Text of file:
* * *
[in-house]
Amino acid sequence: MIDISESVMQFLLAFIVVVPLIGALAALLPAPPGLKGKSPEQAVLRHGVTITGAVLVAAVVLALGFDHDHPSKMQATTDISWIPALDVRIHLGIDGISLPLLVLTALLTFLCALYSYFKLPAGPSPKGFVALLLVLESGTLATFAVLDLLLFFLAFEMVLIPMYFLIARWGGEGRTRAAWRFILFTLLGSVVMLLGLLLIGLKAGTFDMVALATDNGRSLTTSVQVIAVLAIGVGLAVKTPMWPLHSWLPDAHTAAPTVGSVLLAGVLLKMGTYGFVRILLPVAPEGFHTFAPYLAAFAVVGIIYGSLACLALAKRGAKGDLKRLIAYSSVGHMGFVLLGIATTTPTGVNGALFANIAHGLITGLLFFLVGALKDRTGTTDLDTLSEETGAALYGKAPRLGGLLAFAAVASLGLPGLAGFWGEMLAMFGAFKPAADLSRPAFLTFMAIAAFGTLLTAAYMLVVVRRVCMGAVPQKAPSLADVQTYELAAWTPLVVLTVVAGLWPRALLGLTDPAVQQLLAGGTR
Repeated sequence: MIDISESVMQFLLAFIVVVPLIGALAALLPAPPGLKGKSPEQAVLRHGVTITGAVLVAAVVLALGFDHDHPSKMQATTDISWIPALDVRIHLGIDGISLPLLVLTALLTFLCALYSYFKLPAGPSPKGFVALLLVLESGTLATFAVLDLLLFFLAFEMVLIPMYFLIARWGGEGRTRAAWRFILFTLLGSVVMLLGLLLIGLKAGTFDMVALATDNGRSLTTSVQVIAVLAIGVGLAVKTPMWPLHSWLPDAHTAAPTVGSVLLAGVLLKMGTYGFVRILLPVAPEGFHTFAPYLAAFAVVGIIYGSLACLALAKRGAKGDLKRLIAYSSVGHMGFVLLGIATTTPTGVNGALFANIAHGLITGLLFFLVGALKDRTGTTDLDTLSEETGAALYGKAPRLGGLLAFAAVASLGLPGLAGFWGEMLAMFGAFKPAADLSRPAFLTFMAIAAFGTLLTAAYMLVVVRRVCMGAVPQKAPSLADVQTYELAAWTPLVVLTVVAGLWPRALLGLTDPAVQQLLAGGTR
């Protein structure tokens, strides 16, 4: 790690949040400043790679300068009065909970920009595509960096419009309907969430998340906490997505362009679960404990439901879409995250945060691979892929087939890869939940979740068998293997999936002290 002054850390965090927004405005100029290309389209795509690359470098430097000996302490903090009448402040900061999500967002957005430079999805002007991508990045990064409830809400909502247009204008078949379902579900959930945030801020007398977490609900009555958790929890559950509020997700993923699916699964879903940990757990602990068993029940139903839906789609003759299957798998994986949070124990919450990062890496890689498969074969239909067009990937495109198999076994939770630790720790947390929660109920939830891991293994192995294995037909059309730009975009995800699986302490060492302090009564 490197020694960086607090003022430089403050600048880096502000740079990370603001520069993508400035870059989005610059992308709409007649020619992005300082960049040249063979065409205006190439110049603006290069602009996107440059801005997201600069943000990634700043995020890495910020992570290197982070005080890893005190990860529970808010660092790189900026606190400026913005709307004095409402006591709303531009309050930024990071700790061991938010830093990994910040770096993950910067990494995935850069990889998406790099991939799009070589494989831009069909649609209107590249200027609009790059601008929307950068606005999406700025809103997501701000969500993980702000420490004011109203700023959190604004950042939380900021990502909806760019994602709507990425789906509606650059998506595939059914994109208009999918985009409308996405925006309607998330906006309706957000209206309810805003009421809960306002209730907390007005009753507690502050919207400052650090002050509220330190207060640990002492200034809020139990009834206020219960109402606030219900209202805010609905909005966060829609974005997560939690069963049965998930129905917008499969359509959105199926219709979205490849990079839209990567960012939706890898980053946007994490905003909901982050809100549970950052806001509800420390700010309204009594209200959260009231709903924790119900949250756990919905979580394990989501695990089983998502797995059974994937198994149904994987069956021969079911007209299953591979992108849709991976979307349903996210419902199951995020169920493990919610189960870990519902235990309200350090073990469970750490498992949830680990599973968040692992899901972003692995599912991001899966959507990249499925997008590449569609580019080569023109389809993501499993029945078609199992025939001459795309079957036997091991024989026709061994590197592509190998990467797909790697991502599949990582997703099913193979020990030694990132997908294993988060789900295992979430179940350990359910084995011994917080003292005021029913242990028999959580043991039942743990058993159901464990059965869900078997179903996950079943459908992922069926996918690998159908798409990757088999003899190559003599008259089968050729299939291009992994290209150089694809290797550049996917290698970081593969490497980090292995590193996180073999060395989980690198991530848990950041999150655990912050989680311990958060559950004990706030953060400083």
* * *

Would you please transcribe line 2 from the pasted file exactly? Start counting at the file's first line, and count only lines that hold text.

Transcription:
Amino acid sequence: MIDISESVMQFLLAFIVVVPLIGALAALLPAPPGLKGKSPEQAVLRHGVTITGAVLVAAVVLALGFDHDHPSKMQATTDISWIPALDVRIHLGIDGISLPLLVLTALLTFLCALYSYFKLPAGPSPKGFVALLLVLESGTLATFAVLDLLLFFLAFEMVLIPMYFLIARWGGEGRTRAAWRFILFTLLGSVVMLLGLLLIGLKAGTFDMVALATDNGRSLTTSVQVIAVLAIGVGLAVKTPMWPLHSWLPDAHTAAPTVGSVLLAGVLLKMGTYGFVRILLPVAPEGFHTFAPYLAAFAVVGIIYGSLACLALAKRGAKGDLKRLIAYSSVGHMGFVLLGIATTTPTGVNGALFANIAHGLITGLLFFLVGALKDRTGTTDLDTLSEETGAALYGKAPRLGGLLAFAAVASLGLPGLAGFWGEMLAMFGAFKPAADLSRPAFLTFMAIAAFGTLLTAAYMLVVVRRVCMGAVPQKAPSLADVQTYELAAWTPLVVLTVVAGLWPRALLGLTDPAVQQLLAGGTR